Bam. Done. I would have swore my life to his cafe and brought every single one of our staff there to celebrate birthdays and have our overall corporate events there (although I doubt 150 people can fit!). Unfortunately, it wasn’t to be.

I told the team, half serious, half joking: “Well, they are kicking us out!”. This Barista overheard and immediately approached us again and said, “You have something to say to me? Huh? I heard you say I am kicking you out. I just told you guys to be quieter. Why are you so childish, huh?”

I looked at him. He was barely out of puberty, really, he looked so young. In his mind, he must have created a beautiful plot called “Fighting for my honor and putting obnoxious customer in his place.” He must have really thought he was doing something heroic by confronting me and basically telling me off. It was so strange. I’ve never seen anything like this before in my life – that someone would be so brusque and seemingly so contemptuous to customers.

I could have thrown a ruckus in front of him, but I guess it would only feed his fantasy of being heroic further, and maybe he thought he would defend his honour and challenge me to a duel with swords. I don’t know. We had so much work to catch up, so much to do and I just didn’t want to waste anymore time in a place and with a person that well, to put it frankly – wasn’t worth the time and effort, due to other urgent matters we had on our heads. So I just said, “This is your cafe, man, you do what you like.” And I walked off – obviously never to return or to recommend it to anyone else.

Here’s the thing: I would have forgotten about this anyway if not for the degree of contrast that Page 2 had against Thrvsday. On one hand you had an establishment that really cared about customers, who really treats the customer as if we are their last customer. On the other hand, Thrvsday who, well, I don’t know what they were trying to do, but its for such a trivial matter. I could think of a million ways that the confrontational barista could have handled the situation so much better if he was properly trained in customer service. And I guess, herein lies the problem. Most of these so-called service establishment have no clue what is customer experience. They do not understand it because they probably never had a situation before where they had NO customers.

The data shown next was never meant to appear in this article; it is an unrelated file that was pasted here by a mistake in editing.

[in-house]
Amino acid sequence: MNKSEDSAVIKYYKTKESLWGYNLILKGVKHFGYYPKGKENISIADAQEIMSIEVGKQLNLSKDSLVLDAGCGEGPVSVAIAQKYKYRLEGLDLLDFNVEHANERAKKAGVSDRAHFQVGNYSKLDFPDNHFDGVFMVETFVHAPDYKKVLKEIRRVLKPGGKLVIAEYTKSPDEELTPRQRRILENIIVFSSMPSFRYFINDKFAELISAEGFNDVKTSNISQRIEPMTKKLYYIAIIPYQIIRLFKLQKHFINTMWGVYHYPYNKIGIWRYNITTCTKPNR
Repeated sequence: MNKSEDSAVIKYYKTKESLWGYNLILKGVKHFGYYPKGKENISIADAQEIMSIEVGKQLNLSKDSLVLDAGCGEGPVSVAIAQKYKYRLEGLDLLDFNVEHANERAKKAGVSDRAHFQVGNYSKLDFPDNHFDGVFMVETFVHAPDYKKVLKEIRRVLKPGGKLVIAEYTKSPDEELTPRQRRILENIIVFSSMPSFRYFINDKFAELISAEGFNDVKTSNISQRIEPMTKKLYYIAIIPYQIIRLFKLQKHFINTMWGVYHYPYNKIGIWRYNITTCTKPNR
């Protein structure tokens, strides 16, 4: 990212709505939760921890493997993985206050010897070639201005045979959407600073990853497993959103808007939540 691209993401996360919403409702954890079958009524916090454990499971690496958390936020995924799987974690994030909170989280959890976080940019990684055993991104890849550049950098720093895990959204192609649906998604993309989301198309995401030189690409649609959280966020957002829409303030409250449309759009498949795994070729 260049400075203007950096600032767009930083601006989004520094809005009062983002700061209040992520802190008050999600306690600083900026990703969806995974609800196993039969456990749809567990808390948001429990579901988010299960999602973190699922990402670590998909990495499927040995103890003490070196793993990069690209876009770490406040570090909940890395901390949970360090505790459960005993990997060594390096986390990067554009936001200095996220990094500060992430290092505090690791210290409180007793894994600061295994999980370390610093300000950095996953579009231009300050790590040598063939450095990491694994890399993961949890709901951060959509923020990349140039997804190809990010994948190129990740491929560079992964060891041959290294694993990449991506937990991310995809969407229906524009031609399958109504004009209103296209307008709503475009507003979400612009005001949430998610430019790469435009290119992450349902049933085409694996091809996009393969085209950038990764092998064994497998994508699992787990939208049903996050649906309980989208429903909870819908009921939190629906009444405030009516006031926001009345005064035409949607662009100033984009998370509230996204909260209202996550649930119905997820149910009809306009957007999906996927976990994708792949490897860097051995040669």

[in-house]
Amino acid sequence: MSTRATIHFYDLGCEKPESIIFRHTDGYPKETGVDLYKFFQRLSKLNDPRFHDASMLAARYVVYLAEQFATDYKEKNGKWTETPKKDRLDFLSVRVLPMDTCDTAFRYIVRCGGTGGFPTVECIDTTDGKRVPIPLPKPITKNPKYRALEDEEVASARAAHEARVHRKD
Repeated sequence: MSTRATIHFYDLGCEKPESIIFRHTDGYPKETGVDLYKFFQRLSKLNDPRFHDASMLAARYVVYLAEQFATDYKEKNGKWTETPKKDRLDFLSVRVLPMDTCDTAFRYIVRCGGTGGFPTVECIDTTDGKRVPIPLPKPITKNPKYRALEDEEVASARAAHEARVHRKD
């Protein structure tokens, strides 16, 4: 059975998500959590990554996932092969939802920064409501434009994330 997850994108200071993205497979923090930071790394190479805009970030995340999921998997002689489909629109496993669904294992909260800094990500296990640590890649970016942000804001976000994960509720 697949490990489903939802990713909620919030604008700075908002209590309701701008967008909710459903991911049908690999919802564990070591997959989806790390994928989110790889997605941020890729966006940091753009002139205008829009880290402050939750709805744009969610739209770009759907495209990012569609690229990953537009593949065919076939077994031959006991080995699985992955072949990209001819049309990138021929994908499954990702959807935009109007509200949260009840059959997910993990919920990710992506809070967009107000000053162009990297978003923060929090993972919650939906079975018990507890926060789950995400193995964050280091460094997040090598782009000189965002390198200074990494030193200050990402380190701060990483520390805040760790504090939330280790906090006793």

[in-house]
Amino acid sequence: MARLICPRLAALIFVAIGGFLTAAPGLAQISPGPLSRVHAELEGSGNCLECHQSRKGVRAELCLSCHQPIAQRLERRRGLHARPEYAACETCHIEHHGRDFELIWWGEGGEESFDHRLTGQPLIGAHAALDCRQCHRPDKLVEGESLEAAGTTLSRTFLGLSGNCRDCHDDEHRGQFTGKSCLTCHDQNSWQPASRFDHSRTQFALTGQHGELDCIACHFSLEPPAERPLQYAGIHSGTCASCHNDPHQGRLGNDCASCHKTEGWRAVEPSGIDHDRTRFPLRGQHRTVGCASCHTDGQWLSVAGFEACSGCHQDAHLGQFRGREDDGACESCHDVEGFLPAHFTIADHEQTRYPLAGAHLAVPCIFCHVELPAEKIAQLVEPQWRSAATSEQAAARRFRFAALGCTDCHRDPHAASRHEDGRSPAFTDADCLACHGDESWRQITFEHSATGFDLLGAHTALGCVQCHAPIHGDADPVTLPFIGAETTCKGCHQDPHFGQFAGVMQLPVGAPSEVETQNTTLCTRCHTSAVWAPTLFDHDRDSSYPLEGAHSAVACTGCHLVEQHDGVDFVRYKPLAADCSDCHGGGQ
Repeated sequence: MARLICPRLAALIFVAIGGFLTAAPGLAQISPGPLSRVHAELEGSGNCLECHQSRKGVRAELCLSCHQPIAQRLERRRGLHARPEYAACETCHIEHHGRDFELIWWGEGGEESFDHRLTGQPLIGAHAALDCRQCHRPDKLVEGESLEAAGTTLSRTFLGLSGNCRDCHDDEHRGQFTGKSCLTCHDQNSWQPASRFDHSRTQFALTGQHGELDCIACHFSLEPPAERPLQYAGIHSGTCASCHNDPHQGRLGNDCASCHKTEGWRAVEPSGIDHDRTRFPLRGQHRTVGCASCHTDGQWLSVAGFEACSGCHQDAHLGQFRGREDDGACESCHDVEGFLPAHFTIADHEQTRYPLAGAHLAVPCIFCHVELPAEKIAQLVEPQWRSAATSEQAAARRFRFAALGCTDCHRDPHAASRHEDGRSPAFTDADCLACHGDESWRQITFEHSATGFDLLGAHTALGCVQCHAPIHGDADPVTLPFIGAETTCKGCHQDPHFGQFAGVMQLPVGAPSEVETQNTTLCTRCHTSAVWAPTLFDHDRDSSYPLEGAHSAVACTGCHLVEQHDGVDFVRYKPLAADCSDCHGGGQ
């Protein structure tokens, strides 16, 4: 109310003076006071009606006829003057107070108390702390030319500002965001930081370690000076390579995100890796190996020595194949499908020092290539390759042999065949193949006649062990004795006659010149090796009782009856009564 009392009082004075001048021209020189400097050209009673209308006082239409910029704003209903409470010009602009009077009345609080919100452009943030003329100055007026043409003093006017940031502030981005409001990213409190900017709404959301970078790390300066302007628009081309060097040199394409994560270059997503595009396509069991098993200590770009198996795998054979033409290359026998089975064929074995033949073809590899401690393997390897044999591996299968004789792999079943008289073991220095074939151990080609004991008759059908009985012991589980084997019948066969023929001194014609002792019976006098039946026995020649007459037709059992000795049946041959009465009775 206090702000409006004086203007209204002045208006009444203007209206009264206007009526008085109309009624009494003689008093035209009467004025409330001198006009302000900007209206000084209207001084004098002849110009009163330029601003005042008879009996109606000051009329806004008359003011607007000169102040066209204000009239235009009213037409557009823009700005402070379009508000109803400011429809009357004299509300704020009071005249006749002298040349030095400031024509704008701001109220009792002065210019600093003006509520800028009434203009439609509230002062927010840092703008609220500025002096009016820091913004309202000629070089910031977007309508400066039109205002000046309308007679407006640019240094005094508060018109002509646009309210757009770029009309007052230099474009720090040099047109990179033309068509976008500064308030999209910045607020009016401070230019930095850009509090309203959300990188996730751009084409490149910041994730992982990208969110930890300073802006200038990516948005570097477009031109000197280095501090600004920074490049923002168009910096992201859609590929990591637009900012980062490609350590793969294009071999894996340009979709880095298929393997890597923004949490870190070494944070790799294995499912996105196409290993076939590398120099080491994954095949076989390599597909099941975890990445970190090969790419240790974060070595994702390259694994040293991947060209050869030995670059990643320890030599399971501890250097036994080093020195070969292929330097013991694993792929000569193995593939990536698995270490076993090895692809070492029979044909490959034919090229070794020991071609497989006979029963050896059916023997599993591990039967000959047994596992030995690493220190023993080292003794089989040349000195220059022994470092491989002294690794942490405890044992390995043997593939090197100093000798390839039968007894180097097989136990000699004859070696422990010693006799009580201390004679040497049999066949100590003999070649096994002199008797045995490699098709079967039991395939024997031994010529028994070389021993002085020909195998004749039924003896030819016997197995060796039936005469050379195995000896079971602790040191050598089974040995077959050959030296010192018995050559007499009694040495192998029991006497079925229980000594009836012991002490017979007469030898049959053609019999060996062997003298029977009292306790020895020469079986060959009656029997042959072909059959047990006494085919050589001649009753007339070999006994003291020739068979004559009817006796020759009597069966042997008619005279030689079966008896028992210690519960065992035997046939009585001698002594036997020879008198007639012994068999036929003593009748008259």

When we started out 8 years ago that’s what we had. ZERO customers. We understood the lack. We understood what it was like to be empty. To be starving for business. And that’s why we are fanatical about our customers today. Customer experience is everything. You may have good products, good solutions, heck, even good coffee, but if you don’t take care of your customers, you don’t deserve to have customers. You don’t deserve to be in the service industry.

So, great lesson from two specialty coffee shops – one that treasured customer experience, and one that, in our own opinion, hopelessly failed. It’s a timely reminder for us too – to never forget our customers and how we can better service them and not neglect the critical importance of customer experience.

At the end, we never want to wish any business badly because we understand the challenge of businesses, and I really, sincerely hope this is an isolated incident for this coffee place.  That our opinion here is an anomaly and that hopefully they have more positives than this single encounter. Unfortunately we won’t know as we won’t be going back there, unless we want to have a library atmosphere for some strange reason. I wish them all the best, though.

Looks like we will be going to Bangsar Shopping Centre more often!